BUDGET 2016: Coalition to restore 75% of Christmas bonus to prove widespread recovery

The Coalition will today move to prove the economic recovery is benefiting every section of society by returning 75% of the Christmas bonus to struggling pensioners and social-welfare recipients — up from the 50% that had been flagged.

The last-minute change will be announced by Finance Minister Michael Noonan when he reveals the €1.5bn Budget 2016, made up of tax cuts (€720m) and benefits hikes.

The opposition insists it is a pre-election bribe that puts any economic comeback at risk, while the Government is keen to frame it as proof Ireland has recovered.

While the budget contains something for the poor, the rich, and the squeezed middle, the politically sensitive Christmas bonus — given to pensioners and social welfare recipients — will receive particular attention. After being axed amid uproar in 2009 at the height of the crisis, 25% of the once-a-year bonus was returned last year.

Repeated Coalition leaks in recent weeks strongly suggested this increase would double to 50% in Budget 2016 in a further attempt to underline the perception of an economic recovery for all, while helping Labour in particular to shore up its voter base.

However, senior Government figures last night confirmed the announced rate will be 75%.

In real terms, it means a single pensioner will receive an extra payment of €173 at Christmas and an average pensioner couple will gain €327. A lone parent with one child will be given €163 more, while a carer will receive an additional €175.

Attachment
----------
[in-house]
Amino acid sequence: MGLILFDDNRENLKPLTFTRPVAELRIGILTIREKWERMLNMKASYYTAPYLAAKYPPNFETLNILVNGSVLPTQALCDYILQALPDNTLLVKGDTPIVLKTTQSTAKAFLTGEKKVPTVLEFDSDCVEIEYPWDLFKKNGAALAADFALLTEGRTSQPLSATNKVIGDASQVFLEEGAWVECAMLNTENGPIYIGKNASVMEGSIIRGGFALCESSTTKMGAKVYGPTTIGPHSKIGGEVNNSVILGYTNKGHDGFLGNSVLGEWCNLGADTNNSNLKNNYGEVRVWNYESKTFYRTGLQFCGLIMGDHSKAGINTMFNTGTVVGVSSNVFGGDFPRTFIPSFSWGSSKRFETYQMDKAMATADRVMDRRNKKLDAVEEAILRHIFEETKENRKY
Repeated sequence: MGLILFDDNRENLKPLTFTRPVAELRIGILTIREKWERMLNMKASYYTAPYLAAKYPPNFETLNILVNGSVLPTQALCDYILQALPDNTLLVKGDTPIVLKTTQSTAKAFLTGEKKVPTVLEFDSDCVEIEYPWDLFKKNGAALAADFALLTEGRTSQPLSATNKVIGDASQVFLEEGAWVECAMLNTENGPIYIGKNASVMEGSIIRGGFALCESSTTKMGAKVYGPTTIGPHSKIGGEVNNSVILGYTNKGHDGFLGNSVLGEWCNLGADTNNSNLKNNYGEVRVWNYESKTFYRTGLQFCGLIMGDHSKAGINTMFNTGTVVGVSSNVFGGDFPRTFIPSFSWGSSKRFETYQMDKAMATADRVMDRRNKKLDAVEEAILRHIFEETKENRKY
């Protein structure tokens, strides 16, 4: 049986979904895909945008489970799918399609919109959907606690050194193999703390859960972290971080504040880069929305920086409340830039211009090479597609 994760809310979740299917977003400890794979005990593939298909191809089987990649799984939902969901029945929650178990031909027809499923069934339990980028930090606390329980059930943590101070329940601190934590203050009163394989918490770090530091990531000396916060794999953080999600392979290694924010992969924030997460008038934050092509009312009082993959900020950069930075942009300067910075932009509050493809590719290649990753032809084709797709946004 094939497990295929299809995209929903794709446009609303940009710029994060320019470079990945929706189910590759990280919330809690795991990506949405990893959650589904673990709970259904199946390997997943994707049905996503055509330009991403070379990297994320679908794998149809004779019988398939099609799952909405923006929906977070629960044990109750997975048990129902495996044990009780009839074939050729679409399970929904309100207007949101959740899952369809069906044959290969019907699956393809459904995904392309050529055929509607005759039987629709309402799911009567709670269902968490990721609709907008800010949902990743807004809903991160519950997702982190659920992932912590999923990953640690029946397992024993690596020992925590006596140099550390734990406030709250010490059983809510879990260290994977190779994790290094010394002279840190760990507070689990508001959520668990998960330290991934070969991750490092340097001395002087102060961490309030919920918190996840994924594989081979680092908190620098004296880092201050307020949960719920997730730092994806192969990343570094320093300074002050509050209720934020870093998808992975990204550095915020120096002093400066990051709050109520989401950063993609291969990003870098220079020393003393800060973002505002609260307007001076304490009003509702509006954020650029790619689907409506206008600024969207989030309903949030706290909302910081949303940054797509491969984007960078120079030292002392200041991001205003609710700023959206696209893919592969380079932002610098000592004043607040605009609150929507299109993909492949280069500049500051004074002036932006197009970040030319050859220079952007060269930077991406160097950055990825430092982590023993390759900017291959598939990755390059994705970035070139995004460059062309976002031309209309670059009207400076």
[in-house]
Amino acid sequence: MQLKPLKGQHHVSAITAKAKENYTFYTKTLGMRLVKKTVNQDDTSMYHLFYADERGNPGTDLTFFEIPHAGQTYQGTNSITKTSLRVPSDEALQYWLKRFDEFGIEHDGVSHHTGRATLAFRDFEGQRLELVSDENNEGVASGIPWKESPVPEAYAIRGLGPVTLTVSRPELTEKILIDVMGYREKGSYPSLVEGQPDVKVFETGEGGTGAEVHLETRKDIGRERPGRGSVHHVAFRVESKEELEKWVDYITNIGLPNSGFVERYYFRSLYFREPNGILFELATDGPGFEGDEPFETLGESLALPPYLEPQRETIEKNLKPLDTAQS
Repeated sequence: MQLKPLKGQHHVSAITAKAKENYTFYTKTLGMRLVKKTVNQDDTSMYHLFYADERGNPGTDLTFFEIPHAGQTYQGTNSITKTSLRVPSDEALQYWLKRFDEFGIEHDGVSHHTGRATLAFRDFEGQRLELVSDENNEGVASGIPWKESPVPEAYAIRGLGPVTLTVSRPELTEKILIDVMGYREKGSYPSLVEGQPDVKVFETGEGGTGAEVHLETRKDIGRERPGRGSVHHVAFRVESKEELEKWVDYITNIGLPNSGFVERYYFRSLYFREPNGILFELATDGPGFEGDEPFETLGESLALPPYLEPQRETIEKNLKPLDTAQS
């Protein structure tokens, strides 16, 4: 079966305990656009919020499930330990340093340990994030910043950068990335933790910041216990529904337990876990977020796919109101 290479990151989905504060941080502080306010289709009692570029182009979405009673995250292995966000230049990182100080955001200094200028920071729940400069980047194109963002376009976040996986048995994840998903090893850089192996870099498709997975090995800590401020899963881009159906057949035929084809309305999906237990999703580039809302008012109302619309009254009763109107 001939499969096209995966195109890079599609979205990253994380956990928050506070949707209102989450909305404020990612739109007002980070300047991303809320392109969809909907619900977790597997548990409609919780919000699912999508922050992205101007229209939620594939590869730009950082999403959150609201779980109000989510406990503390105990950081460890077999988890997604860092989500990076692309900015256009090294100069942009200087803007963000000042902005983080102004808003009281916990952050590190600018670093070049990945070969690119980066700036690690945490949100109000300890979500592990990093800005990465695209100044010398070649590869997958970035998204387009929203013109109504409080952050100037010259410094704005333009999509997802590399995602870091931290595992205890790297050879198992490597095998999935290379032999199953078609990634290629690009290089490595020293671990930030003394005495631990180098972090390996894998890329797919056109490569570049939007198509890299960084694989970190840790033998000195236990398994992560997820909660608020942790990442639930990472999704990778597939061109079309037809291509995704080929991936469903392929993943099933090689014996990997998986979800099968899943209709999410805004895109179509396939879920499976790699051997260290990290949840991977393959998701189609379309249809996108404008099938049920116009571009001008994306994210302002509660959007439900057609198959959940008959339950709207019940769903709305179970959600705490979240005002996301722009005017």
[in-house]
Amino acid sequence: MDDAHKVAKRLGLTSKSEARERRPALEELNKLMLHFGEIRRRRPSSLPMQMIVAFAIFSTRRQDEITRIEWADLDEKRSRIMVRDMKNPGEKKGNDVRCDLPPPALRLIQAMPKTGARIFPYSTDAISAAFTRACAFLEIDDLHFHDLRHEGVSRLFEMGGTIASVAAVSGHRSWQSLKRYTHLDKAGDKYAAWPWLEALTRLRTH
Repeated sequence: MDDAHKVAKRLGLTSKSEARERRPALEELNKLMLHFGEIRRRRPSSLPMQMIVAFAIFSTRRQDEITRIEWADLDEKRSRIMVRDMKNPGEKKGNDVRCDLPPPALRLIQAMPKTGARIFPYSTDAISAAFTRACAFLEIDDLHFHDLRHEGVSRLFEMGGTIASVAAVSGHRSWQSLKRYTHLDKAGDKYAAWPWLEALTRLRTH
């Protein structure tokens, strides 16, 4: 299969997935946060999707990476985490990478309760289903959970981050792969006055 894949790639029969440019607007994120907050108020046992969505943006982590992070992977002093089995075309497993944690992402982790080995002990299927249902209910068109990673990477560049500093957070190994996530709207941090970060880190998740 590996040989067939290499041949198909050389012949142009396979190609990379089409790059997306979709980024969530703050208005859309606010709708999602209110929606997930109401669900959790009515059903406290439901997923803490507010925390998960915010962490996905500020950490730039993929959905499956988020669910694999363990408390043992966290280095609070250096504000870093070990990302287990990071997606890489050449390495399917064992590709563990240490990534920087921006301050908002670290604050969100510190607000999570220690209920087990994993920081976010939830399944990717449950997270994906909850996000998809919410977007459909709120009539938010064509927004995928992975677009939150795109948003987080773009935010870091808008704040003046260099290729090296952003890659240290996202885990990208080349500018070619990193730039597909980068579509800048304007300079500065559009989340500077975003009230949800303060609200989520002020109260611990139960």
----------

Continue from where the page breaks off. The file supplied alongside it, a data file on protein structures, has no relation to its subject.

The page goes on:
Among other initiatives due to be announced as part of the €1.5bn budget package — which stretches to €3bn with this year’s supplementary budgets in education, transport, and health — are: n €720m of tax cuts, including the reduction in the highest rate of tax below 50%; n USC rate changes to take tens of thousands of the lowest paid out of the system altogether and cut the 7%, 3.5%, and 1.5% rates for others to 5.5%, 3%, and 1%, respectively; n A new three-year tax credit scheme for farmers and the self-employed, which means €500 of their money each year cannot be touched by Revenue; n The return of the €1,700-a-year respite grant to carers; n An inheritance tax starting point increase which means €300,000 of gifts to children — previously €225,000 — cannot be taxed; n The phasing out of the private pensions levy; n A minimum wage increase plan worth €1,000 to low-income workers.

Despite the Government plans, Age Action Ireland yesterday warned that older people are worse off now than before the 2011 “democratic revolution”.

St Vincent de Paul said wider calls for help remain “100% higher” than in 2007.

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